The U.K. government is selling a 4.23 billion-pound ($7 billion) stake in Lloyds Banking Group Plc, its second disposal since rescuing the lender in the financial crisis.
The government is selling a 7.5 percent stake to money managers to cut its holding to about 25 percent, U.K. Financial Investments Ltd., which manages the government’s stake in the lender, said in a statement. The 5.35 billion shares will be sold at a price set by an accelerated bookbuilding, UKFI said.
Orders below 75.5p a share are likely to miss out, according to two people familiar with the deal. Demand was expressed yesterday for all shares offered, terms show.
The sale may be followed in coming months by the first offering of Lloyds shares to individual investors. Lloyds Chief Executive Officer Antonio Horta-Osorio said last month he will ask regulators in the second half for permission to restart dividend payments, the lender’s first since 2008.
The sale “should be good for the stock,” said Chirantan Barua, an analyst at Sanford C. Bernstein Ltd. in London who has an outperform rating on Lloyds. “The fact that they have retained the 25 percent clearly shows that they want to do a retail offering this year as well.”
Bank of America Corp., JPMorgan Chase & Co., Morgan Stanley and UBS AG are managing the offering. Lazard is acting as capital markets adviser.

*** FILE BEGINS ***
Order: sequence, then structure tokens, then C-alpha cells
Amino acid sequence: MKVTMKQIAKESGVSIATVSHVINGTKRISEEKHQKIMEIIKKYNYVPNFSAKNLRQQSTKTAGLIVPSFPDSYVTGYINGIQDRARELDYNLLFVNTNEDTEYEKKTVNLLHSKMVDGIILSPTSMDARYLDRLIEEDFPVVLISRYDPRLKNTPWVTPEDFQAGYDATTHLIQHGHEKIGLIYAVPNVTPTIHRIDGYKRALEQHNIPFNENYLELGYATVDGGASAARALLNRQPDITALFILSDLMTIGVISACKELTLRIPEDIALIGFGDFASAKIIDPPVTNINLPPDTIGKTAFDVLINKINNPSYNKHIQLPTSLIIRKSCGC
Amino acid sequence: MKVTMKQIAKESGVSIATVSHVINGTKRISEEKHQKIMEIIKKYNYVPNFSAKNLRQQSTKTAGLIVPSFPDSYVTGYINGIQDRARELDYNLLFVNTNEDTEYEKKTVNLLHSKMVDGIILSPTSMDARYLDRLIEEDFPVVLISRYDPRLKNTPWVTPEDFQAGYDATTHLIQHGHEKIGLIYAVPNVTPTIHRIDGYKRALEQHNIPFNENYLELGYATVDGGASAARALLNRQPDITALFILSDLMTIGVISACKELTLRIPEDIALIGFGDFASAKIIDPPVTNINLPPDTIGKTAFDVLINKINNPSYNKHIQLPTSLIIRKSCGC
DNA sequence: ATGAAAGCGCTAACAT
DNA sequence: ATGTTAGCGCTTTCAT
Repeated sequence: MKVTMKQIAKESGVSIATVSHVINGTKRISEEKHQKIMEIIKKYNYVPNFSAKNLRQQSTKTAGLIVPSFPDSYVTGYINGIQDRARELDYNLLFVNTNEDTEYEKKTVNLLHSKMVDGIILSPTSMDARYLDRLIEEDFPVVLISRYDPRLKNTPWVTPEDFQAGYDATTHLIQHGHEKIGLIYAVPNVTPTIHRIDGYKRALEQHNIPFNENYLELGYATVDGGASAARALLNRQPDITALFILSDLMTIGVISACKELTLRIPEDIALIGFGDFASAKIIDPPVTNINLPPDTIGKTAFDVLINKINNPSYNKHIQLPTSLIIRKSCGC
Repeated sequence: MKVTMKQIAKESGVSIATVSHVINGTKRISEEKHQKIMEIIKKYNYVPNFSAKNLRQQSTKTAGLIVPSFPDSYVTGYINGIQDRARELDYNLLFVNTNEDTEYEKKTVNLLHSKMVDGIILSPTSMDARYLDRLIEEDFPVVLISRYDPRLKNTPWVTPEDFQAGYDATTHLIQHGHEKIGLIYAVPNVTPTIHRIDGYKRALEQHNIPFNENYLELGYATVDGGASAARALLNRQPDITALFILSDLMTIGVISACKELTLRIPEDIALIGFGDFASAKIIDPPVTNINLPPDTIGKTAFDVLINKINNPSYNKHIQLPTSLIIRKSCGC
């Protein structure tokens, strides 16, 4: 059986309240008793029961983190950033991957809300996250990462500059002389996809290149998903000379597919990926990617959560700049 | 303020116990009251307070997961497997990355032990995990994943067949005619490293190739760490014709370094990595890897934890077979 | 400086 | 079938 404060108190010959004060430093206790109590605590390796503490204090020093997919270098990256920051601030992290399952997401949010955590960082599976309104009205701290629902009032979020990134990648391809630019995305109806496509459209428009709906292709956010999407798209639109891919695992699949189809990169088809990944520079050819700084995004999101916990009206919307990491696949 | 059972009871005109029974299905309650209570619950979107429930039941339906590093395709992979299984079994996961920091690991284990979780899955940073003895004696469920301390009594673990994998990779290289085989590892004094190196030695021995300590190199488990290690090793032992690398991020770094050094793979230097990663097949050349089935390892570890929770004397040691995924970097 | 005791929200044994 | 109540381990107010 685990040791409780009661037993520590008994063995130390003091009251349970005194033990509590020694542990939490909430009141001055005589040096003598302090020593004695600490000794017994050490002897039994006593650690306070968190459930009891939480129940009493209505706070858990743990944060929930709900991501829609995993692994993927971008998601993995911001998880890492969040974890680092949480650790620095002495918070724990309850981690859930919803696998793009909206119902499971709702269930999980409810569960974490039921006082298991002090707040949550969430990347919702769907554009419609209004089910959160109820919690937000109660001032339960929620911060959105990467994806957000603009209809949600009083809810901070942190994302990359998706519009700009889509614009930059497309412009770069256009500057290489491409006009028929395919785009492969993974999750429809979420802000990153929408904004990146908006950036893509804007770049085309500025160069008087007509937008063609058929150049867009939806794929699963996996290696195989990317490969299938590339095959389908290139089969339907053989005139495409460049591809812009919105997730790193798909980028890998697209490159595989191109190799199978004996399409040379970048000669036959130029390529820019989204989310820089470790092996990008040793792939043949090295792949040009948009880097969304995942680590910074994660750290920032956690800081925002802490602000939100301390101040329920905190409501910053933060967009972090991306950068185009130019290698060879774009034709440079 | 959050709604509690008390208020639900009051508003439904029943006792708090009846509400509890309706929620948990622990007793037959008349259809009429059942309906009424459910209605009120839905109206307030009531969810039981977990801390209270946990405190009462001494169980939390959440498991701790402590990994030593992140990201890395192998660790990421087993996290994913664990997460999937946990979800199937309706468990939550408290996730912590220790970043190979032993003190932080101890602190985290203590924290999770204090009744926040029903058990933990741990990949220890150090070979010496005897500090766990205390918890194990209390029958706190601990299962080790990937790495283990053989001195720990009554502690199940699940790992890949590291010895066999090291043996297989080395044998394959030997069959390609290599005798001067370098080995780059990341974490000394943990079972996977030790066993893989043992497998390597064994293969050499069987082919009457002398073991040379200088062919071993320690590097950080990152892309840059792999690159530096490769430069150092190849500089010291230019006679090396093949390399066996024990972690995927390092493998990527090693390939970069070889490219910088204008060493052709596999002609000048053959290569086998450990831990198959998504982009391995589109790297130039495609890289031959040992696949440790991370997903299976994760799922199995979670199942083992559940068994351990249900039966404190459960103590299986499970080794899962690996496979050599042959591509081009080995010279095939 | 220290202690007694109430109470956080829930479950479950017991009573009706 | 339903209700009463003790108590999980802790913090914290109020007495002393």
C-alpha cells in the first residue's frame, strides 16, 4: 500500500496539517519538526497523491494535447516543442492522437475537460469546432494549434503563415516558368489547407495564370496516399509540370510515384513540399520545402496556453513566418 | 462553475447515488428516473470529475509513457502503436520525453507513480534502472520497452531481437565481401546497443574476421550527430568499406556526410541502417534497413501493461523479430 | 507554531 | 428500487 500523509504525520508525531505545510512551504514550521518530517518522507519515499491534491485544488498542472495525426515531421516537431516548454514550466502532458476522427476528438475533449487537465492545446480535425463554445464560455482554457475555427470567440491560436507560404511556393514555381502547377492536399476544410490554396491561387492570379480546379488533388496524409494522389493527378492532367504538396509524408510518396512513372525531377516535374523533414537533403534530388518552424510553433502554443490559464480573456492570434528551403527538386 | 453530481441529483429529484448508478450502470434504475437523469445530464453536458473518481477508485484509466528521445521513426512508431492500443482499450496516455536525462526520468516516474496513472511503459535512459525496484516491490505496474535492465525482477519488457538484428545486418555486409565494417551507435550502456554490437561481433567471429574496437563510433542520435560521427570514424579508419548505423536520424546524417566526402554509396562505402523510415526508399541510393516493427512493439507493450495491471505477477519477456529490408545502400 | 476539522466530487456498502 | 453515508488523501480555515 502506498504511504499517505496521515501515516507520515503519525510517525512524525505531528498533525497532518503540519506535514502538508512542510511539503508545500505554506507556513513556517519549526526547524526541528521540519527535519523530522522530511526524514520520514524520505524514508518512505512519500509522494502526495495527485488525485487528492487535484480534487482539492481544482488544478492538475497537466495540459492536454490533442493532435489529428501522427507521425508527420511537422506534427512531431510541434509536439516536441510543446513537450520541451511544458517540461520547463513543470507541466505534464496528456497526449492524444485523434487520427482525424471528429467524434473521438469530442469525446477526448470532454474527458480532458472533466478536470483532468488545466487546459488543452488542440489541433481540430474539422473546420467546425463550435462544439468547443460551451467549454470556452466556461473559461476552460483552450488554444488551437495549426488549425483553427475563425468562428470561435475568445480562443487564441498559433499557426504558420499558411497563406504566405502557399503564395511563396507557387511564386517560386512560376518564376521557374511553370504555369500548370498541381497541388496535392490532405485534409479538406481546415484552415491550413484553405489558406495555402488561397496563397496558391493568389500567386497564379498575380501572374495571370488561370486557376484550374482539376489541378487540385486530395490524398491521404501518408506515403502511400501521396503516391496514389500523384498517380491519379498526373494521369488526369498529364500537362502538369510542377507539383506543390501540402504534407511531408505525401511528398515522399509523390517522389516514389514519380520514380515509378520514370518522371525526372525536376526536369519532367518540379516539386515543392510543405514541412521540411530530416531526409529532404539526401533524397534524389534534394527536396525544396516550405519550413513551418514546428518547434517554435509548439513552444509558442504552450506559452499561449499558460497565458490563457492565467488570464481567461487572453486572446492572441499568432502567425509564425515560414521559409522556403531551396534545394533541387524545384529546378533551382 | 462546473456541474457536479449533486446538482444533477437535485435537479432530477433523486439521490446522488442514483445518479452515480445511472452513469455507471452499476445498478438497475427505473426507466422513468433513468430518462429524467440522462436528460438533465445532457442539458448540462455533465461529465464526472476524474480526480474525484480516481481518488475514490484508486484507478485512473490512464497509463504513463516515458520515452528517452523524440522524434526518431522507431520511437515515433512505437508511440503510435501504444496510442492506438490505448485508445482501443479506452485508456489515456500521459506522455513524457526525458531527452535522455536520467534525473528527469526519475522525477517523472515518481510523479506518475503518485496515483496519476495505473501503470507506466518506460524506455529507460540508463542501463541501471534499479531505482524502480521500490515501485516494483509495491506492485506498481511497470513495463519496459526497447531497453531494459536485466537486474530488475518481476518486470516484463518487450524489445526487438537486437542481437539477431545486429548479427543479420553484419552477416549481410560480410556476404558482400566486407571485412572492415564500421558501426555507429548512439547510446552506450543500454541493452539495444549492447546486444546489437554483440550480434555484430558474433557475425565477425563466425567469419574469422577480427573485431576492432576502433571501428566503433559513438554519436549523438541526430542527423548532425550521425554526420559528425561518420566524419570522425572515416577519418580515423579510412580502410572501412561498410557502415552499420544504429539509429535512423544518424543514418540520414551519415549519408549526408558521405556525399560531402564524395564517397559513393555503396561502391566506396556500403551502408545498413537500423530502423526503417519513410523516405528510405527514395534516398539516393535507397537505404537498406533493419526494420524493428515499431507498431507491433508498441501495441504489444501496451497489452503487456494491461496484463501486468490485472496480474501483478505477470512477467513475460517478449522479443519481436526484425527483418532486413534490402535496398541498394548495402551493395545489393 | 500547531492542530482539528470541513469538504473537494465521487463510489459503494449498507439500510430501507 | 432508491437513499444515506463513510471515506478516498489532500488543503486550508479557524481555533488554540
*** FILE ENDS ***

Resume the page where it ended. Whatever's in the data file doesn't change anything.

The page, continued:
The U.K. last sold a 3.2 billion-pound holding, about 6 percent of Britain’s biggest mortgage lender, to money managers in September. The shares were then sold for 75 pence each.
Lloyds has since climbed 2.3 percent, making the stock the best-performing of Britain’s five biggest banks. The lender advanced 0.8 percent to 79.11 pence in London yesterday, above the 61 pence at which the government says it will break even after providing a 20 billion-pound rescue in 2008.
The Treasury said in December it plans to give taxpayers the opportunity to purchase Lloyds shares “when the time is right” after a sale to money managers.
Chancellor of the Exchequer George Osborne, constrained by the biggest austerity program since World War II, could use the proceeds from the offerings to fund tax cuts or more spending before the next general election, due in 2015.
Osborne said last year that Royal Bank of Scotland Group Plc, which received a 45.5 billion-pound bailout during the financial crisis, is still burdened by too many poor assets for the government to start reducing its 80 percent stake.
U.K. Financial Investments told Osborne “it would be appropriate to sell another part of the government’s shareholding,” the Treasury said in a statement yesterday.